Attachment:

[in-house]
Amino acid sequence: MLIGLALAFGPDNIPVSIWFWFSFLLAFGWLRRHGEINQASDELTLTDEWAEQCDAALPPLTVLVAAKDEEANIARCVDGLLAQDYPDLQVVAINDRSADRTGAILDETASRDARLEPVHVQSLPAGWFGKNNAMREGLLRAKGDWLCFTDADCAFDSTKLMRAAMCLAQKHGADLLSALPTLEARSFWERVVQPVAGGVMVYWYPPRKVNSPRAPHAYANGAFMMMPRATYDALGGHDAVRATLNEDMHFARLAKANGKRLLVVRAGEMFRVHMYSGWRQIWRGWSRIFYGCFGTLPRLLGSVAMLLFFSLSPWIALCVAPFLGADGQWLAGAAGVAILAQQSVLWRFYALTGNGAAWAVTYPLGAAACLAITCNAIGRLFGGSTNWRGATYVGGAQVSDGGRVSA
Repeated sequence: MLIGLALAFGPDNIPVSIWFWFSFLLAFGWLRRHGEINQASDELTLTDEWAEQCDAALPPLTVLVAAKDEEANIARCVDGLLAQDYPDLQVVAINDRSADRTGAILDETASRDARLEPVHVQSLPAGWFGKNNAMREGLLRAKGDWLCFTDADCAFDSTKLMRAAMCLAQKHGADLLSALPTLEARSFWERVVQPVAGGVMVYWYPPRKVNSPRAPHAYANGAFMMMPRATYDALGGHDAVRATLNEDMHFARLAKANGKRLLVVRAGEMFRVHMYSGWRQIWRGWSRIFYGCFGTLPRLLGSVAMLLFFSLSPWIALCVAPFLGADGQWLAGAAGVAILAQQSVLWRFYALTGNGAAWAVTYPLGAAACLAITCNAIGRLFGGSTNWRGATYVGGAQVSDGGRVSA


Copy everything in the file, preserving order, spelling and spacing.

[in-house]
Amino acid sequence: MLIGLALAFGPDNIPVSIWFWFSFLLAFGWLRRHGEINQASDELTLTDEWAEQCDAALPPLTVLVAAKDEEANIARCVDGLLAQDYPDLQVVAINDRSADRTGAILDETASRDARLEPVHVQSLPAGWFGKNNAMREGLLRAKGDWLCFTDADCAFDSTKLMRAAMCLAQKHGADLLSALPTLEARSFWERVVQPVAGGVMVYWYPPRKVNSPRAPHAYANGAFMMMPRATYDALGGHDAVRATLNEDMHFARLAKANGKRLLVVRAGEMFRVHMYSGWRQIWRGWSRIFYGCFGTLPRLLGSVAMLLFFSLSPWIALCVAPFLGADGQWLAGAAGVAILAQQSVLWRFYALTGNGAAWAVTYPLGAAACLAITCNAIGRLFGGSTNWRGATYVGGAQVSDGGRVSA
Repeated sequence: MLIGLALAFGPDNIPVSIWFWFSFLLAFGWLRRHGEINQASDELTLTDEWAEQCDAALPPLTVLVAAKDEEANIARCVDGLLAQDYPDLQVVAINDRSADRTGAILDETASRDARLEPVHVQSLPAGWFGKNNAMREGLLRAKGDWLCFTDADCAFDSTKLMRAAMCLAQKHGADLLSALPTLEARSFWERVVQPVAGGVMVYWYPPRKVNSPRAPHAYANGAFMMMPRATYDALGGHDAVRATLNEDMHFARLAKANGKRLLVVRAGEMFRVHMYSGWRQIWRGWSRIFYGCFGTLPRLLGSVAMLLFFSLSPWIALCVAPFLGADGQWLAGAAGVAILAQQSVLWRFYALTGNGAAWAVTYPLGAAACLAITCNAIGRLFGGSTNWRGATYVGGAQVSDGGRVSA